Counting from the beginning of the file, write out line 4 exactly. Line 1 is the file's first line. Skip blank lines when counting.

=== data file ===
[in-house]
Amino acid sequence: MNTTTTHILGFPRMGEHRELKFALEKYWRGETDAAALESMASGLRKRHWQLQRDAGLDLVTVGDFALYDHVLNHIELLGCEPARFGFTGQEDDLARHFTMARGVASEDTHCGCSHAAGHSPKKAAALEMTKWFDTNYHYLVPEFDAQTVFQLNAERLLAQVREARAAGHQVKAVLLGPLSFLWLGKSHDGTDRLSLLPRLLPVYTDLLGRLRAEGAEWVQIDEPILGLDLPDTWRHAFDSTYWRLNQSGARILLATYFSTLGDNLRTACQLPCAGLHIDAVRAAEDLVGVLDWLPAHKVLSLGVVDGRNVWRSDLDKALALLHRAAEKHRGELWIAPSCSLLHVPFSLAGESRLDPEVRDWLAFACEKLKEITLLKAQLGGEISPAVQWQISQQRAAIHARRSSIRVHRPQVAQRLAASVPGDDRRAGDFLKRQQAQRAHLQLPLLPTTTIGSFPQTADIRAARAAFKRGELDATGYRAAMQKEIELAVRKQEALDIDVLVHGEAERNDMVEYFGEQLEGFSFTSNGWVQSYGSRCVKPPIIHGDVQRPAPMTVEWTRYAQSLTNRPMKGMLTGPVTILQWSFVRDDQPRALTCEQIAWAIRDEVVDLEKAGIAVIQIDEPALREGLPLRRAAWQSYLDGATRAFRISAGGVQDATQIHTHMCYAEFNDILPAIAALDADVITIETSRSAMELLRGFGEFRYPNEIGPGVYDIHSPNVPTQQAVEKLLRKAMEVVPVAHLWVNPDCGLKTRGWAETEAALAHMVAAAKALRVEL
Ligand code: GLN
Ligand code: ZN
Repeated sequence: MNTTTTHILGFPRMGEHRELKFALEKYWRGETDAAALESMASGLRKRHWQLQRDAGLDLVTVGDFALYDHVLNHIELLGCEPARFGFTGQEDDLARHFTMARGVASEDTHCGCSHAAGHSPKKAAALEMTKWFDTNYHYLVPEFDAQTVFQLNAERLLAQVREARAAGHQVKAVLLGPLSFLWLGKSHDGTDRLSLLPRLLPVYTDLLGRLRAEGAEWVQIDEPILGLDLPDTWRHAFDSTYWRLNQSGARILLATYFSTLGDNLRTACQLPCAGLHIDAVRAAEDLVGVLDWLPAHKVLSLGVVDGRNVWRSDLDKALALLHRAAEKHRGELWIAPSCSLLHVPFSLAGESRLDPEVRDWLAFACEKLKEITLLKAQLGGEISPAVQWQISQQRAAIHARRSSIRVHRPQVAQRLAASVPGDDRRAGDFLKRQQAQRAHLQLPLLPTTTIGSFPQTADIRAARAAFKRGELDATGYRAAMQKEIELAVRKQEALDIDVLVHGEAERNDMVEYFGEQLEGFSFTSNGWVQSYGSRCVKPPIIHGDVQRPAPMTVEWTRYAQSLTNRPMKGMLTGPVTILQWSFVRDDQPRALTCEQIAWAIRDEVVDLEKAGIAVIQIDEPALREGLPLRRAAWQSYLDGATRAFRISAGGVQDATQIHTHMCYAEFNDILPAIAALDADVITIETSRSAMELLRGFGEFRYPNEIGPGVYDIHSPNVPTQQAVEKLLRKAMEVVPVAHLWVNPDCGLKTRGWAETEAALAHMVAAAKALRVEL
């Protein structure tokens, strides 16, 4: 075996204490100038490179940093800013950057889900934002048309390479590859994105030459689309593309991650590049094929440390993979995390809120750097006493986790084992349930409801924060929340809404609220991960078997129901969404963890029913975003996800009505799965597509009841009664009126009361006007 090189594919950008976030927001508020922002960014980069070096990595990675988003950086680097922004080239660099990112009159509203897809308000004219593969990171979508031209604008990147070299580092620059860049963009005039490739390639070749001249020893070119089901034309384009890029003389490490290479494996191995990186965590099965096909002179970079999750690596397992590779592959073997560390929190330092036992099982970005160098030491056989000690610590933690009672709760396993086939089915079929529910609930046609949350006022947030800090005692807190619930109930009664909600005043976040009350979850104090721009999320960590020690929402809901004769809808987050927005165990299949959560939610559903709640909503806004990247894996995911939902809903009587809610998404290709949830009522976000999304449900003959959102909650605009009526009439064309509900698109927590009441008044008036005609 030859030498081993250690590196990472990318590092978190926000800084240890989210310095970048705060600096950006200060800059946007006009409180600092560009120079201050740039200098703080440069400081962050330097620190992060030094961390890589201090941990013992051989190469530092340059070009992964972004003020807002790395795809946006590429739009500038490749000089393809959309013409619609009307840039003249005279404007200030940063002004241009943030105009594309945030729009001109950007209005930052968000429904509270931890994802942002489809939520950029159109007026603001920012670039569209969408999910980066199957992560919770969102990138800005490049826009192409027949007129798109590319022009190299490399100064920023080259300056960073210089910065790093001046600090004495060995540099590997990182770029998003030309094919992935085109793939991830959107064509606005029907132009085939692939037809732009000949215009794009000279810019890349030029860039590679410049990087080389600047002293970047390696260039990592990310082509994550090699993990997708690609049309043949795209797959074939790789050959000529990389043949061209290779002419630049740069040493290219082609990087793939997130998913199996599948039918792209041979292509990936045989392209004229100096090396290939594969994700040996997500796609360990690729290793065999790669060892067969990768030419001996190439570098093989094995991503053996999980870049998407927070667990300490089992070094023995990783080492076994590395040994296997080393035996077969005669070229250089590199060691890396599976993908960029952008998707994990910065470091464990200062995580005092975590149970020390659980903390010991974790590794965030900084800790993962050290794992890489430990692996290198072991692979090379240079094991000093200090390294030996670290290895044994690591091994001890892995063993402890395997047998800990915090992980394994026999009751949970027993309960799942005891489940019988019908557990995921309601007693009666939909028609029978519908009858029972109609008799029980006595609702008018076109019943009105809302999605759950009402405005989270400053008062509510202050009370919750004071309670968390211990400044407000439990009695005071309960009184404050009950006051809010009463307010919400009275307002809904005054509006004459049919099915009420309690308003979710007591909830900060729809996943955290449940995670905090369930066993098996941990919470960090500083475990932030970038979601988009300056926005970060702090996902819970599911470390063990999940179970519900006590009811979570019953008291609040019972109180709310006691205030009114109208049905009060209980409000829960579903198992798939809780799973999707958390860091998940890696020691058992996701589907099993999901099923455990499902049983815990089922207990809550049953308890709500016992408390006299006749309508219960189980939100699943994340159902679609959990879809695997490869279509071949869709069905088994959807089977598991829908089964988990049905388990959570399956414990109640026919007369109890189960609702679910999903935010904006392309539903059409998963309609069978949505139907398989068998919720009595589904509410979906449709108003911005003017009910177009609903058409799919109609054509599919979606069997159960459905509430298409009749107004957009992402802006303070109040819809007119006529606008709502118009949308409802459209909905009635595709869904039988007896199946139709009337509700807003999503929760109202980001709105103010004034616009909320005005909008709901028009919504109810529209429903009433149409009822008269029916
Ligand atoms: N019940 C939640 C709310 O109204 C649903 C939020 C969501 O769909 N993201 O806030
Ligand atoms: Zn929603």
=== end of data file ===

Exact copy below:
Ligand code: ZN